Who Decides What a Champion Should Wear?
In the end, the mid-sleeved, long-legged unitard didn’t make it to the gymnastics team final at the Olympics. The German women who wore it to combat the “sexualization” of their sport were eliminated during the qualifying rounds. Instead, the usual crystal-strewn leotards cut high on the thigh were worn by the medaling teams.
The earlier shock over the Norwegian female beach handball players being fined for daring to declare that they felt better in tiny spandex shorts rather than tinier bikini bottoms (and act on their own desires) was not revisited because handball is only an Olympics Youth sport, and none of the beach volleyball players lodged a similar protest.
Yet, in many ways these Olympic Games have been shaped as much by what is not there as by what is.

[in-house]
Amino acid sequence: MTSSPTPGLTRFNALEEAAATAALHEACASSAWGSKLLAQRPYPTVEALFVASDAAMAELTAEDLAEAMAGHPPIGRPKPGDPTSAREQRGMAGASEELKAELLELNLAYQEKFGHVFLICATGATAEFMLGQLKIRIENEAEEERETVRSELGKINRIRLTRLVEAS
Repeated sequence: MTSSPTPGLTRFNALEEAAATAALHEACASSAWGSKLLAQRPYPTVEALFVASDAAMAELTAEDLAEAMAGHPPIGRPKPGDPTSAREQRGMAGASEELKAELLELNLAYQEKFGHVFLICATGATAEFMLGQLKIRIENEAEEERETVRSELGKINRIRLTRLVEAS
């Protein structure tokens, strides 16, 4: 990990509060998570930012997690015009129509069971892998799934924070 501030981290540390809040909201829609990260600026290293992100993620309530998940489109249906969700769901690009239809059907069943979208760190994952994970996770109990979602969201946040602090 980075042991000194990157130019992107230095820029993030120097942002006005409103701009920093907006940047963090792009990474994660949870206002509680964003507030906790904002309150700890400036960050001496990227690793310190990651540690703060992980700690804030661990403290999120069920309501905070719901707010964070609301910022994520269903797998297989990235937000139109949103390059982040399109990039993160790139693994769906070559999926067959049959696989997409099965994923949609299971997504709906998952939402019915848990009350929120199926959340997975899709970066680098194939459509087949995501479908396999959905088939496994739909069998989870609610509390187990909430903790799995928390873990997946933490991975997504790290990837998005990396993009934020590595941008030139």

Like the questions about the ban on marijuana — now legal in many states — spurred by the absence of the sprinter Sha’Carri Richardson, or about what makes a woman, raised by the decision of the middle-distance champion Caster Semenya not to compete rather than forcibly lower her natural levels of testosterone, the controversies over clothing have triggered a re-examination of the status quo.
短跑运动员沙卡里·理查森(Sha Carri Richardson)的缺席引发了关于大麻禁令（在美国许多州如今都是合法）的质疑；中长跑冠军获得者卡斯特尔·塞曼亚(Caster Semenya)不愿被迫降低她的自然睾酮水平，决定不参加比赛所引发的对女性特质的疑问；与此类似，关于比赛着装的争议引发了人们对现状的重新审视。
They have cast a spotlight on issues of sexism, the objectification of the female body, and who gets to decide what kind of dress is considered “appropriate” when it comes to athletic performance.
“The conversation has been a very long time coming,” said Angela Schneider, the director of the International Centre for Olympic Studies and herself a 1984 rowing Olympian.
“这场对话已经持续了很长时间，”国际奥林匹克研究中心(International Centre for Olympic Studies)主任安吉拉·施耐德(Angela Schneider)说，她曾是1984年奥运会的赛艇选手，